If you think that is weird, imagine how I felt when I re-read the books for the umpteenth time and realized (for the first time) that Frodo was staring longingly at my fan-fic character's house!

"‘I feel ready for anything,’ answered Frodo. ‘But most of all I should like to go walking today and explore the valley. I should like to get into those pine-woods up there.’ He pointed away far up the side of Rivendell to the north."

Tolkien, J.R.R.. The Lord of the Rings: One Volume (p. 239). Houghton Mifflin Harcourt. Kindle Edition.

Now that I think about it, since the Fellowship didn't set out until several months after the Council of Elrond, Frodo would have had plenty of time to explore the environs of Rivendell.  It seems almost inevitable, from his stated wish, above, that he would have found the house of Mordomin.  Elrond had made sure that Mordomin was not home at the time that the Ring-bearer was present.  Frodo would not have been able to enter the house, but it is amusing to wonder what he would have made of it.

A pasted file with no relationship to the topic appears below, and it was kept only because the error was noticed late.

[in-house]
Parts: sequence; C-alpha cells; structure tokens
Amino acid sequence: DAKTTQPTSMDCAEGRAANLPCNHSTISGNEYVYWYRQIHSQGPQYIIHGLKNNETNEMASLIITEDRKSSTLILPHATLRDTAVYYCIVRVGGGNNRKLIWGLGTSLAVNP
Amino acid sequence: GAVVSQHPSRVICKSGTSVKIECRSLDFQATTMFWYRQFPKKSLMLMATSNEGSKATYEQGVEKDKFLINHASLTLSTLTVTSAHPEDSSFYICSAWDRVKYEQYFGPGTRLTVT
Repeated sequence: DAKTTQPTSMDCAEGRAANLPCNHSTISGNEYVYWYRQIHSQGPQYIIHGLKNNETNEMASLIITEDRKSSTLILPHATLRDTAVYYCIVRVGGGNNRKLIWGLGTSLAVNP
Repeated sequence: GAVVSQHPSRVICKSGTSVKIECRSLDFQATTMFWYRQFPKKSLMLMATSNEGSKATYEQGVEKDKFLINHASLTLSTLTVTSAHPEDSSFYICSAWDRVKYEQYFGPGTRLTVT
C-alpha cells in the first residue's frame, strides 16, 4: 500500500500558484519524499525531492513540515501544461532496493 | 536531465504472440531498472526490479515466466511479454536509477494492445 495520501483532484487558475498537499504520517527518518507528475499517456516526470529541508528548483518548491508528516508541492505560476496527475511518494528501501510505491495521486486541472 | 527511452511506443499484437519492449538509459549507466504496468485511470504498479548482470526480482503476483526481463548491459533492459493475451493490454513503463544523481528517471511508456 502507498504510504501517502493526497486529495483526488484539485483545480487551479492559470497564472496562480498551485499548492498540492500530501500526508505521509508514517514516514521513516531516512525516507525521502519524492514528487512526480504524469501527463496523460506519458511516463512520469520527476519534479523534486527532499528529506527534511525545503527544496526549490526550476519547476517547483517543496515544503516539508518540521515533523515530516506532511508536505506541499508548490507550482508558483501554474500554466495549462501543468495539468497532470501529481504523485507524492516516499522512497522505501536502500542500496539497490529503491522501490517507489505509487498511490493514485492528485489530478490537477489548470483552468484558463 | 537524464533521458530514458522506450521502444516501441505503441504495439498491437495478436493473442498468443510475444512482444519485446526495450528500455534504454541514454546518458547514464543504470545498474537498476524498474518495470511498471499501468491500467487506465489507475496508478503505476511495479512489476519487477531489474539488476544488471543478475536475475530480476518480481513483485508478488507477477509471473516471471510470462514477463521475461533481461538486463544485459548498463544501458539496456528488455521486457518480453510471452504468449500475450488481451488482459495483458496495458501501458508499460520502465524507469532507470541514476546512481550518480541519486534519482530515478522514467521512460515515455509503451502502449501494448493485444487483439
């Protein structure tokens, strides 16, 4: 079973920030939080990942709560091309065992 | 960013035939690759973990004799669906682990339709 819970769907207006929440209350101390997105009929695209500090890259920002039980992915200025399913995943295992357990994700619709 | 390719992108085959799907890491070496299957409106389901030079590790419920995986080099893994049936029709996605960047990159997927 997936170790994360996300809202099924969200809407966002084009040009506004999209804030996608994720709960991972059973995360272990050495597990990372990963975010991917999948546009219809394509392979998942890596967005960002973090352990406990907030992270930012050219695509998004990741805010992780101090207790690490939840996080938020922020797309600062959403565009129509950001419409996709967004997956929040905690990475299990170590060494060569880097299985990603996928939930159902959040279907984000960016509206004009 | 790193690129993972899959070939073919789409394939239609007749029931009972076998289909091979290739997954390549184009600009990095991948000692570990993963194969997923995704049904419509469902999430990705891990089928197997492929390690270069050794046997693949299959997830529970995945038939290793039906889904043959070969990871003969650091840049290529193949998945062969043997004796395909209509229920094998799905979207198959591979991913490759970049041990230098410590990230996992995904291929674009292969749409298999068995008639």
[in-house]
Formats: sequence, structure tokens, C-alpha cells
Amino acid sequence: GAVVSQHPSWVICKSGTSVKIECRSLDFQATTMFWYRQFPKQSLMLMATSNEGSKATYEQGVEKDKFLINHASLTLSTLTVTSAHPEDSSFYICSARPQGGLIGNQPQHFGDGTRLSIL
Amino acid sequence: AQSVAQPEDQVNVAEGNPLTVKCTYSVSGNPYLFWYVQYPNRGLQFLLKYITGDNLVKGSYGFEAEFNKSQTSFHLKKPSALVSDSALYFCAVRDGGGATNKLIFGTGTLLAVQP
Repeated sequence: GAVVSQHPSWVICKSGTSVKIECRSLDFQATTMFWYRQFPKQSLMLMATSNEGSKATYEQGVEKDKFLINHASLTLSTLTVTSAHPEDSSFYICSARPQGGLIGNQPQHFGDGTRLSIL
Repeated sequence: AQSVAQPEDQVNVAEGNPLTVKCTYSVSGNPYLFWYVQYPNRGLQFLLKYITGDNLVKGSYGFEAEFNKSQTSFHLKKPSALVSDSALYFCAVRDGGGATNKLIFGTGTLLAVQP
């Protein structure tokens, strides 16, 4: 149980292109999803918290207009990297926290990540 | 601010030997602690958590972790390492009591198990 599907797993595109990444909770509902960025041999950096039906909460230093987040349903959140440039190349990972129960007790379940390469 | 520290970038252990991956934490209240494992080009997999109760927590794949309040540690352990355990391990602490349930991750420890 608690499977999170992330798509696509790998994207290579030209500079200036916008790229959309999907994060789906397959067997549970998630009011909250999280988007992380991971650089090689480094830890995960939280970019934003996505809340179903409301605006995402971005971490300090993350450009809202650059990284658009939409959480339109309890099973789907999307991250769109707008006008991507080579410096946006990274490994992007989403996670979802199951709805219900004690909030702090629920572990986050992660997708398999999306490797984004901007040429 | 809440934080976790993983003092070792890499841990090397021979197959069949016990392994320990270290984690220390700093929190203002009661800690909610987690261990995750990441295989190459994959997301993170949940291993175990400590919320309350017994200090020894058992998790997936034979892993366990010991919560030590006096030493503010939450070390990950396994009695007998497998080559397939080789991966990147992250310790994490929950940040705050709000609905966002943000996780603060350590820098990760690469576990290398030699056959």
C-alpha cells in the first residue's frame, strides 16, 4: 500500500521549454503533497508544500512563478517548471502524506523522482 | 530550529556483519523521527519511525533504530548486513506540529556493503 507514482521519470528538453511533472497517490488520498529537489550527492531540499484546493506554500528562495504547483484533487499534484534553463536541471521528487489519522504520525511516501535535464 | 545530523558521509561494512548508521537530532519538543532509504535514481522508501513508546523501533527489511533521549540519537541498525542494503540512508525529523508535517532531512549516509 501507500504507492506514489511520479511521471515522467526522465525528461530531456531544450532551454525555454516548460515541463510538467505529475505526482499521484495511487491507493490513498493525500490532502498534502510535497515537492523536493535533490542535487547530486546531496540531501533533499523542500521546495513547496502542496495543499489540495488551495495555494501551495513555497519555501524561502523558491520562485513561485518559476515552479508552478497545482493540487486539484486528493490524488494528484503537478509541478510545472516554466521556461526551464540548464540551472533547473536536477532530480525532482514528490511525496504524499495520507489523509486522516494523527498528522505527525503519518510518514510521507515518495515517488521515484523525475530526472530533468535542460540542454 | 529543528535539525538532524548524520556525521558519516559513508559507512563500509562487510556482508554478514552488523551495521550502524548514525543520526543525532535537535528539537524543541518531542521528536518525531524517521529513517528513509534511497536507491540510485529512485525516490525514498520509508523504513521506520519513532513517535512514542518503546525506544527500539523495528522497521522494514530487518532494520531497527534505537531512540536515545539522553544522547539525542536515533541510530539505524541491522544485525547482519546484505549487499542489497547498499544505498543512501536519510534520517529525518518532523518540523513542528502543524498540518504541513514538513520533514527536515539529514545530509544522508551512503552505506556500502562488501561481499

"Never ask an Elf for advice, for he will say both 'Yes' and 'No'." - Frodo Baggins to Gildor Inglorion
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#4
A quick dive into architectural history reveals that Greeks built porches into their temples. The porch is an open-air part of a building that is usually built next to or in front of a primary entrance.

I've often tried to visualize Elrond's porch but Tolkien didn't provide much detail. Based on the illustrations he made, I would say the house is wider than it is long and that the porch runs across the full front side of the house.